Whether or not Portland and its surrounding communities have a serial killer, the sheer number of missing-persons cases in the area should be a cause for concern, according to a veteran cold-case investigator.
Police in a statement last week downplayed concerns of a serial killer after the bodies of six women were discovered in and around the city in a five-month span.
Roughly half of the 140 people missing from Multnomah County in Oregon so far this year, which includes the city of Portland, are women and girls, according to the state’s online database. There are currently 401 active missing-persons cases statewide.
However, Joseph Giacalone, a retired NYPD sergeant and now an adjunct professor at the John Jay College of Criminal Justice, said the sheer numbers should be considered a public safety concern even if no foul play is suspected.
The number of open cases involving missing women and girls in the first half of this year is already well above the 46 at the end of 2022, according to the state’s count. Portland police, who keep a separate record and are responsible for only a portion of the 466-square-mile Multnomah County, said they investigated a total of 489 missing-person reports last year.
Some of the disappearances may be linked to Portland’s liberal policies on homelessness and open-air drug markets, Giacalone said.
“You can’t have these tent cities and these open-air drug markets, which only breed this kind of behavior,” he told Fox News Digital. “It doesn’t need to be a nefarious reason, doesn’t have to be a homicide.”
He said he suspects that more bodies will be found, likely due to overdoses, possibly concealed after the fact by panicked fellow users who don’t want to attract scrutiny.
“If you think that these are the only six bodies in that area, I think you’d be mistaken,” he said. “There needs to be a full investigation, including cadaver dogs and everything else.”
Police found the remains of Kristin Smith, 22, on Feb. 19, Joanna Speaks, 32, on April 8, Charity Perry, 24, an unidentified woman on April 24, Bridget Webster, 31, on April 30, and Ashley Real, 22, on May 7.
Of those bodies found, only one has been publicly declared a homicide by investigators so far – the death of Speaks, who was found dead of blunt head and neck injuries behind an abandoned barn 22 miles north of Portland.
And at least one case has been linked to homeless encampments and the open-air drug markets.
Perry, who police found dead inside a culvert at Ainsworth State Park, 35 miles east of the city, had a history of substance abuse and mental health problems, her mother, Diana Allen, told Fox News Digital.
Perry’s mother believed she had been living in a tent in Vancouver, a neighboring city just to the north, but learned later that her daughter was last seen at an open-air fentanyl market in Portland – where she overdosed.
Perry was taken to the hospital and revived with a dose of Narcan, her mother told Fox News Digital.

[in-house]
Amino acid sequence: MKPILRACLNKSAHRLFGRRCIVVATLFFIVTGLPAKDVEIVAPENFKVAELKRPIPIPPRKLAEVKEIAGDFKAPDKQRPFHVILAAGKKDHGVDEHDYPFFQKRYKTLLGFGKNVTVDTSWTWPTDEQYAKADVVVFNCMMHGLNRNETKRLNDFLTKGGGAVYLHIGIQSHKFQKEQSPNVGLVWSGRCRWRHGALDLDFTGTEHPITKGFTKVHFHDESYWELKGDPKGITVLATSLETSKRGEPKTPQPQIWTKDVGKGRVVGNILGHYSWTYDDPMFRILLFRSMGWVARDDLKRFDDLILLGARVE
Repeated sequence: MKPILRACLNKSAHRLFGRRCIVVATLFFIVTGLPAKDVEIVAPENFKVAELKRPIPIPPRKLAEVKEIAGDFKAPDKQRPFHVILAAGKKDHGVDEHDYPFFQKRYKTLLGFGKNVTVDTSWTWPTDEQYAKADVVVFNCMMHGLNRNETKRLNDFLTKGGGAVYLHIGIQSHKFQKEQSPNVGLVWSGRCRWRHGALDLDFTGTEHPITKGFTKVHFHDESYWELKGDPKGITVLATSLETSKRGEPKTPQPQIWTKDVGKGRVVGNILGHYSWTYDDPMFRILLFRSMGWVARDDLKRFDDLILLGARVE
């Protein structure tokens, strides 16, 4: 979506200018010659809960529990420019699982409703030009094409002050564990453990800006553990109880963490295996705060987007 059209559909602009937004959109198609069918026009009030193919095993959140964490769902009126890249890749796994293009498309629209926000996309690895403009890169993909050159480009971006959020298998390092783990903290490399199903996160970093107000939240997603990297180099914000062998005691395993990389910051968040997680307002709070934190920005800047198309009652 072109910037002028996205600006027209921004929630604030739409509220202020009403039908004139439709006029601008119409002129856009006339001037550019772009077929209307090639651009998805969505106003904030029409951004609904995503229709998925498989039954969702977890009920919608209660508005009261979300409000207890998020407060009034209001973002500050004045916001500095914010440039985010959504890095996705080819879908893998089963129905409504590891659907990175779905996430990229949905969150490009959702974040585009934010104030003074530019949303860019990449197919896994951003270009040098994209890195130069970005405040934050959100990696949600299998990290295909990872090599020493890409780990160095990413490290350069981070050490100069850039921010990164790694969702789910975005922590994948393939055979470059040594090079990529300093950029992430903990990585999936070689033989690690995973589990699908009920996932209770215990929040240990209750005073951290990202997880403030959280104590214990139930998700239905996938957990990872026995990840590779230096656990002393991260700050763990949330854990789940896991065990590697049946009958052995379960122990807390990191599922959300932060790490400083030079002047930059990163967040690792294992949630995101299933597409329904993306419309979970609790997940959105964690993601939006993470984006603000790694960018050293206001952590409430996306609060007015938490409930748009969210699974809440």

But she was released without any verification of her address, no one looked up her background and the hospital did not reach out to her emergency contact – her mother – about the incident.
“I had been trying to find her, but every time I went to the tent she was staying out, she wouldn’t be there,” Allen told Fox News Digital. “At first, I didn’t know she went to Portland till the detective informed me of this. They can’t give me a day of death, but are pretty sure it was April.”
Allen said she could not discuss specifics of the case due to the ongoing investigation but said she believes the evidence shows her daughter was taken to the location in the park in an attempt to conceal her remains.
“It seems like a lot of work for a drug overdose,” she said. “So, I’m stuck on this f—ed up ride I call the ring of fire. One side is trying to reach for everything that may have a more innocent reasoning behind it. The other sucks you down a rabbit hole that I fear I may never get out of.”
Despite her troubles, Perry was very friendly and eager to meet new people, her mother said.
According to a report in The Oregonian, investigators are looking into a possible connection between the deaths of Speaks, the lone confirmed homicide, Perry and Webster. All three died in a three-week span.
Giacalone said that investigators are likely looking for patterns even if they have not found evidence of a possible serial killer – but it’s also early to rule one out.
“If you look at the history of serial killers, they always prey on the most vulnerable and specifically people who are drug users, homeless or prostitutes because they’re transient,” he said. “People aren’t really looking for them after a certain period of time, and the groups that those individuals hang around with, whether it’s the drug scene or the prostitution scene, are not really that friendly with the police.”
A search of the National Missing and Unidentified Persons System database revealed at least four other Jane Does were found in the region in 2022: a woman in Lowell, Oregon, in May; another in Salem, Oregon, in November; and two more women in Woodland, Washington, in March and April. One of them had been struck by a train. Two were found on the side of rural roads and the fourth was found floating in the Columbia River.
“If a serial killer was involved in any of this, he or she has the perfect cover,” Giacalone said. “We have people coming from different countries, different parts of the state, the open-air drug scene, maybe prostitution, and all these other things, and you have the city that has the ‘abolish the police’ movement. Talk about a serial killer’s sweet spot.”
Portland, like a number of West Coast cities, has been struggling with a homelessness crisis in recent years.
The city has established an illegal campsite reporting system at pdxreporter.org/. Residents can also call 311.
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